Born: July 4, 1871

Died: September 7, 1922

Married: Charles H. Ludingtonvice president and treasurer of Curtis Publishing Company in Philadelphia

Children: Charles Townsend Ludington

Ethel Saltus Ludington died in Saranac Lake of TB. The Ethel Saltus Ludington Memorial Infirmary was erected at the Trudeau Sanatorium in 1926 in her memory by her husband, Charles LudingtonIn a letter to Dr. Edward R. Baldwin dated March 7, 1923, regarding his gift of the infirmary in his wife's memory, Charles Ludington described the building as "designed to help others win a fight which she herself had to meet and which she maintained with such gallantry and such victorious self-forgetfulness and cheer to the end."  Also given in her memory were an addition to the Saranac Lake Free Library for a children's library (1924), where a large bronze plaque memorializes Mrs. Ludington; two other libraries elsewhere, and a substantial gift to the Henry Phipps Institute for Tuberculosis at the University of Pennsylvania.

Portraits of Ethel and Charles Ludington by Cecilia Beaux (1855-1942) hang in the Florence Griswold Museum in Old Lyme, Connecticut. Cecilia Beaux was quite well known for her portraiture, often favorably compared to John Singer Sargent. According to the National Museum of Women in the Arts, in 1933, First Lady Eleanor Roosevelt presented Beaux with the Chi Omega fraternity's gold medal, for "the American woman who had made the greatest contribution to the culture of the world."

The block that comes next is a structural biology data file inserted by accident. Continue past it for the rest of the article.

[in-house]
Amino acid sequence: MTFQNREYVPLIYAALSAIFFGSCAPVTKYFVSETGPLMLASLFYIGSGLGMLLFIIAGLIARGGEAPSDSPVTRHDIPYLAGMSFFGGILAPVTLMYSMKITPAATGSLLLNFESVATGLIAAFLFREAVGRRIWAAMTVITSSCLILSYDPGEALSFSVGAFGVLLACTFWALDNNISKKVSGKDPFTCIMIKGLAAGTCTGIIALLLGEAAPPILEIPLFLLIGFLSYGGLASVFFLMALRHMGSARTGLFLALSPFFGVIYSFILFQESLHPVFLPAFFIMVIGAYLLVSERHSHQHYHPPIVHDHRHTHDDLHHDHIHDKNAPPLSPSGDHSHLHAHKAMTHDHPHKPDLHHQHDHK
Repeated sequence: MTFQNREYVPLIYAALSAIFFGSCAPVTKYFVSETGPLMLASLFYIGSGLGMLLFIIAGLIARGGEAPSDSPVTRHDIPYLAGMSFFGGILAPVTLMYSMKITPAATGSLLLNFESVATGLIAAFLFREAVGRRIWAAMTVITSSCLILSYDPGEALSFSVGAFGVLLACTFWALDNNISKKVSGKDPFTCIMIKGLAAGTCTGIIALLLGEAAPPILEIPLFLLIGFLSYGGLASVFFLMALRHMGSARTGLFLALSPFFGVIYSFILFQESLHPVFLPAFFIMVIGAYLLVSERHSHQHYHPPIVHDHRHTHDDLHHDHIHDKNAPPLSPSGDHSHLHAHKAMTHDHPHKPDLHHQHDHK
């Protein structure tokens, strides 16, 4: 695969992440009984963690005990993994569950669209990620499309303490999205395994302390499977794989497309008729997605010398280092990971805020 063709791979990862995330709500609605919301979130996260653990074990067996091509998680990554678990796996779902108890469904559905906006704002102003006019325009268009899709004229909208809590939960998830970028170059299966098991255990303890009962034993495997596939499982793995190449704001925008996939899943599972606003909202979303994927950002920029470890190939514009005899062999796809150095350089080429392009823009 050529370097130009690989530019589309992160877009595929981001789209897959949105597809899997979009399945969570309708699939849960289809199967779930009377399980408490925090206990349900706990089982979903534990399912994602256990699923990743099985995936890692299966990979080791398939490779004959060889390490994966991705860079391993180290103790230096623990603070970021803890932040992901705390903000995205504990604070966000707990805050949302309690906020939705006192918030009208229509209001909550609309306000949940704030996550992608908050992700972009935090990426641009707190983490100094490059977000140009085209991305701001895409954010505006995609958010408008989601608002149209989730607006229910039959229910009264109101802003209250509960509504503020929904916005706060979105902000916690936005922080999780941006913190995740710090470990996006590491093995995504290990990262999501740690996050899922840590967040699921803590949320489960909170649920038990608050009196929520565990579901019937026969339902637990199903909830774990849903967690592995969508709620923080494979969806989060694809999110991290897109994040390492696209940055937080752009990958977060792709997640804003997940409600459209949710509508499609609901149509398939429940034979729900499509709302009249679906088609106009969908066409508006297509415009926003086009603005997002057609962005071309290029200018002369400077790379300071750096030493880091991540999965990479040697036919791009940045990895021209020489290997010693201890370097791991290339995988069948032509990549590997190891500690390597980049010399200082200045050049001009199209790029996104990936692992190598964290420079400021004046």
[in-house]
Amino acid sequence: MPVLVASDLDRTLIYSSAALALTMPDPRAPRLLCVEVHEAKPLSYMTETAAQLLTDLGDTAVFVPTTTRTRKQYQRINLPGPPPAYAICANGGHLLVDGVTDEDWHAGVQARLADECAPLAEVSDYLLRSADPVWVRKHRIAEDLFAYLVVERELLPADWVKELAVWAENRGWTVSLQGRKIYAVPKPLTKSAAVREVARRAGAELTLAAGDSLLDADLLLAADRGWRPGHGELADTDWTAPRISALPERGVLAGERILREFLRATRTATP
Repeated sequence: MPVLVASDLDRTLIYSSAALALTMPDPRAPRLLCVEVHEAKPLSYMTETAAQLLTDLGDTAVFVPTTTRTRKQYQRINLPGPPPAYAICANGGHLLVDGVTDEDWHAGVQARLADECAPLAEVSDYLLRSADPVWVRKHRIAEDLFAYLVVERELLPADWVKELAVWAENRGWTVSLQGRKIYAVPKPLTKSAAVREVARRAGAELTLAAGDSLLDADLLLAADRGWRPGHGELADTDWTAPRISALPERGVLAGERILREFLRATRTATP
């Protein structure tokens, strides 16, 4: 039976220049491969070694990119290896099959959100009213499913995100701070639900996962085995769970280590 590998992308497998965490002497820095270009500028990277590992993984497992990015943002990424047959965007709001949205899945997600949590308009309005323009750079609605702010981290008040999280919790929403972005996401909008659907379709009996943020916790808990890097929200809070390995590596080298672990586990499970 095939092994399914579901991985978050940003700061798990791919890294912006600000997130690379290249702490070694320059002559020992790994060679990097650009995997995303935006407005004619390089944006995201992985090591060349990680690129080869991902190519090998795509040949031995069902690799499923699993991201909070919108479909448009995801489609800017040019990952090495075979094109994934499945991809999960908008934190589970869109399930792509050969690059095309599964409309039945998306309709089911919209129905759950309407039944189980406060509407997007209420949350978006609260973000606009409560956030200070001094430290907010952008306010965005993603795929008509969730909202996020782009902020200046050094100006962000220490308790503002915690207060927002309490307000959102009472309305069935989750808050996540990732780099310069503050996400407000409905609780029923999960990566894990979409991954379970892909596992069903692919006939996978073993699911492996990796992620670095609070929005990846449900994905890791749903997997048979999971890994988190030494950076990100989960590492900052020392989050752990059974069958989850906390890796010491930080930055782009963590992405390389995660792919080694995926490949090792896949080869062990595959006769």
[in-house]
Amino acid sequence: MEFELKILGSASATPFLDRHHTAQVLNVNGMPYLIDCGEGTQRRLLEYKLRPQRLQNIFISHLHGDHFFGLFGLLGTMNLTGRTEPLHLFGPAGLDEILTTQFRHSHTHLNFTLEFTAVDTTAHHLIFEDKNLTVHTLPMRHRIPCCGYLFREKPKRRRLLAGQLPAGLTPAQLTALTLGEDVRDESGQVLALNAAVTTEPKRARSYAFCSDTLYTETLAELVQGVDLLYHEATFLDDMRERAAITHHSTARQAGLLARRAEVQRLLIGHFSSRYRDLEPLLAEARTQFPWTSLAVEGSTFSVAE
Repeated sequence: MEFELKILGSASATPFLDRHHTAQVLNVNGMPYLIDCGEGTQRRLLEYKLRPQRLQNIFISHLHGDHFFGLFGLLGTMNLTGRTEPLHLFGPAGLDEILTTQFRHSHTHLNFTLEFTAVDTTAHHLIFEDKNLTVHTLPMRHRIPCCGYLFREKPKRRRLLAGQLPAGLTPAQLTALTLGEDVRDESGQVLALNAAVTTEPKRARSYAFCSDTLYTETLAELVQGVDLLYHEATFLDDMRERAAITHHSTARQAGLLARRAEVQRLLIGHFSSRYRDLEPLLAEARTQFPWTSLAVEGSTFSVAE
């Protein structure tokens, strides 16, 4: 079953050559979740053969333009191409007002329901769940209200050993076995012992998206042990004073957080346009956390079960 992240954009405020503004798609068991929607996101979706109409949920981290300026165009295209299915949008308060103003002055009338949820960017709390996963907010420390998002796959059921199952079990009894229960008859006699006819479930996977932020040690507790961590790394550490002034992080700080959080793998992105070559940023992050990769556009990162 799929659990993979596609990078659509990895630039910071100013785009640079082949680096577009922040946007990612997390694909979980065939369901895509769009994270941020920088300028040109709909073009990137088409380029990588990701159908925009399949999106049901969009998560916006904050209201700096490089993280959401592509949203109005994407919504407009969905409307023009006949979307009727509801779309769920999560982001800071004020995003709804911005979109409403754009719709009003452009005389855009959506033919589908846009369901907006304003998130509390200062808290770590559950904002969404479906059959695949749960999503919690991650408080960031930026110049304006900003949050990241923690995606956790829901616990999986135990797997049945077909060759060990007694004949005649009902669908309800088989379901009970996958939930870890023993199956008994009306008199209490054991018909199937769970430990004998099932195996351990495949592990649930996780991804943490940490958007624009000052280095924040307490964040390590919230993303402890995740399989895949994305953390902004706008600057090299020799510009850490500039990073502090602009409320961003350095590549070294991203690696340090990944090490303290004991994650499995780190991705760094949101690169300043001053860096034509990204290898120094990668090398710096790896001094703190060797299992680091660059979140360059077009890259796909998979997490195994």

The portraits were given to the museum by Ethel Saltus Ludington Anderson, Charles Townsend Ludington, Jr., Anne Ludington Bell, and Constance Ludington Drayton.

Lake Placid News, September 15, 1922


Mrs, Ethel Saltus Ludington, wife of Charles H. Ludington, vice-president and treasurer of the Curtis Publishing company of Philadelphia, died in Saranac Lake Thursday night of last week following a long illness with tuberculosis. The body was taken in a special car attached to the 9:35 train to Ardmore, Pa., where funeral services were held. Interment was at Lyme, Conn.

Mrs. Ludington came to Saranac Lake in 1919 and the couple purchased a cottage at No. 12 Old Military Road, where Mrs. Ludington died. Besides her husband she is survived by four sons. Mr. Ludington plans to dispose of his possessions in Saranac Lake and to return to Philadelphia.